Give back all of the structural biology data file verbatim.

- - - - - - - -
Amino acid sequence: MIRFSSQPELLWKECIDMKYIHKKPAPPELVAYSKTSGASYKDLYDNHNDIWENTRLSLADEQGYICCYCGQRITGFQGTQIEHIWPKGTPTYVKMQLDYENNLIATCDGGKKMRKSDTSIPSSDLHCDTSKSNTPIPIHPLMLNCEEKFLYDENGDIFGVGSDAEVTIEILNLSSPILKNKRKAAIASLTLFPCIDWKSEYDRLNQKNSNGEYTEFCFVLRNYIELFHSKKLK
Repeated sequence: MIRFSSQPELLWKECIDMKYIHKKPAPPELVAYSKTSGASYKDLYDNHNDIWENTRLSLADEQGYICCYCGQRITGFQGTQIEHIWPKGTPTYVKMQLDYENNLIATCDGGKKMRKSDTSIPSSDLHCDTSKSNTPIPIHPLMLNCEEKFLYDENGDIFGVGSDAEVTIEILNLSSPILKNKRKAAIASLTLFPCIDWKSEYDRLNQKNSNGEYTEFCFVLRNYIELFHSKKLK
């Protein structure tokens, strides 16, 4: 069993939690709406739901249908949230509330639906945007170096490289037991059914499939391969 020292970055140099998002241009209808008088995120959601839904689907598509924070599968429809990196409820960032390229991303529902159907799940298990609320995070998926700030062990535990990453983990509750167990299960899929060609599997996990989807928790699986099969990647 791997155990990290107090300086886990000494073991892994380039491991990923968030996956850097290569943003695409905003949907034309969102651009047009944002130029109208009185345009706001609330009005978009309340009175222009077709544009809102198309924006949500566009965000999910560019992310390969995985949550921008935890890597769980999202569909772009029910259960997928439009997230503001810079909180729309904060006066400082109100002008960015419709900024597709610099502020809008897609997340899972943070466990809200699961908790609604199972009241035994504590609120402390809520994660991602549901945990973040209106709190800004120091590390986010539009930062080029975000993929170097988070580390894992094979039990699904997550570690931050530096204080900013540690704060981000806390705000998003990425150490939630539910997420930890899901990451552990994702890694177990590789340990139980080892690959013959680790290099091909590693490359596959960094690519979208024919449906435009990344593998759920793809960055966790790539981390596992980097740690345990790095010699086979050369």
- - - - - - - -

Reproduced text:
Amino acid sequence: MIRFSSQPELLWKECIDMKYIHKKPAPPELVAYSKTSGASYKDLYDNHNDIWENTRLSLADEQGYICCYCGQRITGFQGTQIEHIWPKGTPTYVKMQLDYENNLIATCDGGKKMRKSDTSIPSSDLHCDTSKSNTPIPIHPLMLNCEEKFLYDENGDIFGVGSDAEVTIEILNLSSPILKNKRKAAIASLTLFPCIDWKSEYDRLNQKNSNGEYTEFCFVLRNYIELFHSKKLK
Repeated sequence: MIRFSSQPELLWKECIDMKYIHKKPAPPELVAYSKTSGASYKDLYDNHNDIWENTRLSLADEQGYICCYCGQRITGFQGTQIEHIWPKGTPTYVKMQLDYENNLIATCDGGKKMRKSDTSIPSSDLHCDTSKSNTPIPIHPLMLNCEEKFLYDENGDIFGVGSDAEVTIEILNLSSPILKNKRKAAIASLTLFPCIDWKSEYDRLNQKNSNGEYTEFCFVLRNYIELFHSKKLK
């Protein structure tokens, strides 16, 4: 069993939690709406739901249908949230509330639906945007170096490289037991059914499939391969 020292970055140099998002241009209808008088995120959601839904689907598509924070599968429809990196409820960032390229991303529902159907799940298990609320995070998926700030062990535990990453983990509750167990299960899929060609599997996990989807928790699986099969990647 791997155990990290107090300086886990000494073991892994380039491991990923968030996956850097290569943003695409905003949907034309969102651009047009944002130029109208009185345009706001609330009005978009309340009175222009077709544009809102198309924006949500566009965000999910560019992310390969995985949550921008935890890597769980999202569909772009029910259960997928439009997230503001810079909180729309904060006066400082109100002008960015419709900024597709610099502020809008897609997340899972943070466990809200699961908790609604199972009241035994504590609120402390809520994660991602549901945990973040209106709190800004120091590390986010539009930062080029975000993929170097988070580390894992094979039990699904997550570690931050530096204080900013540690704060981000806390705000998003990425150490939630539910997420930890899901990451552990994702890694177990590789340990139980080892690959013959680790290099091909590693490359596959960094690519979208024919449906435009990344593998759920793809960055966790790539981390596992980097740690345990790095010699086979050369």